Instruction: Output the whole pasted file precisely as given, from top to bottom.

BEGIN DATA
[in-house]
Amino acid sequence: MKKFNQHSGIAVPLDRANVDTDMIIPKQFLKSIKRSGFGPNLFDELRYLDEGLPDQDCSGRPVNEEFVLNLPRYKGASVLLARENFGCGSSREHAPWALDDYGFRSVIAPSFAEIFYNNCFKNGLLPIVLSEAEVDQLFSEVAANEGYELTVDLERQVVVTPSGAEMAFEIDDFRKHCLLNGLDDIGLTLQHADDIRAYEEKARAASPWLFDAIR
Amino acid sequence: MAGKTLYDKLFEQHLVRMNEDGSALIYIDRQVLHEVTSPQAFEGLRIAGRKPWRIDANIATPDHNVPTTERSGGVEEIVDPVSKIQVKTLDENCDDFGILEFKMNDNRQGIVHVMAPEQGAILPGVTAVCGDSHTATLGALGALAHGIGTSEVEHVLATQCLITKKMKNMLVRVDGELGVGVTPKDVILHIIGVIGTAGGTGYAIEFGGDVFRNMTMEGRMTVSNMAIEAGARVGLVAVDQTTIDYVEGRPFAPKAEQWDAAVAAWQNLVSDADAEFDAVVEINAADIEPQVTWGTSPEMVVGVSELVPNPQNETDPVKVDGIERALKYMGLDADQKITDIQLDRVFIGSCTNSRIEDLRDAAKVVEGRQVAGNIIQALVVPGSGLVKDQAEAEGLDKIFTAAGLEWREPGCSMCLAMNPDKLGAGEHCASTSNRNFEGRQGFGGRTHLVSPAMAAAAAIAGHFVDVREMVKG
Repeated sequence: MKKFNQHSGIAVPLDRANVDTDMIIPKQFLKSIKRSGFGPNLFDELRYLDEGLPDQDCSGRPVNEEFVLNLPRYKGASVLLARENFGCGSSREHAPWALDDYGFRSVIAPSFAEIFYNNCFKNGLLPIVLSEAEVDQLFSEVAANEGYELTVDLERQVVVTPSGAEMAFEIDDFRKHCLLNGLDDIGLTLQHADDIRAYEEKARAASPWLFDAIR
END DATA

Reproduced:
[in-house]
Amino acid sequence: MKKFNQHSGIAVPLDRANVDTDMIIPKQFLKSIKRSGFGPNLFDELRYLDEGLPDQDCSGRPVNEEFVLNLPRYKGASVLLARENFGCGSSREHAPWALDDYGFRSVIAPSFAEIFYNNCFKNGLLPIVLSEAEVDQLFSEVAANEGYELTVDLERQVVVTPSGAEMAFEIDDFRKHCLLNGLDDIGLTLQHADDIRAYEEKARAASPWLFDAIR
Amino acid sequence: MAGKTLYDKLFEQHLVRMNEDGSALIYIDRQVLHEVTSPQAFEGLRIAGRKPWRIDANIATPDHNVPTTERSGGVEEIVDPVSKIQVKTLDENCDDFGILEFKMNDNRQGIVHVMAPEQGAILPGVTAVCGDSHTATLGALGALAHGIGTSEVEHVLATQCLITKKMKNMLVRVDGELGVGVTPKDVILHIIGVIGTAGGTGYAIEFGGDVFRNMTMEGRMTVSNMAIEAGARVGLVAVDQTTIDYVEGRPFAPKAEQWDAAVAAWQNLVSDADAEFDAVVEINAADIEPQVTWGTSPEMVVGVSELVPNPQNETDPVKVDGIERALKYMGLDADQKITDIQLDRVFIGSCTNSRIEDLRDAAKVVEGRQVAGNIIQALVVPGSGLVKDQAEAEGLDKIFTAAGLEWREPGCSMCLAMNPDKLGAGEHCASTSNRNFEGRQGFGGRTHLVSPAMAAAAAIAGHFVDVREMVKG
Repeated sequence: MKKFNQHSGIAVPLDRANVDTDMIIPKQFLKSIKRSGFGPNLFDELRYLDEGLPDQDCSGRPVNEEFVLNLPRYKGASVLLARENFGCGSSREHAPWALDDYGFRSVIAPSFAEIFYNNCFKNGLLPIVLSEAEVDQLFSEVAANEGYELTVDLERQVVVTPSGAEMAFEIDDFRKHCLLNGLDDIGLTLQHADDIRAYEEKARAASPWLFDAIR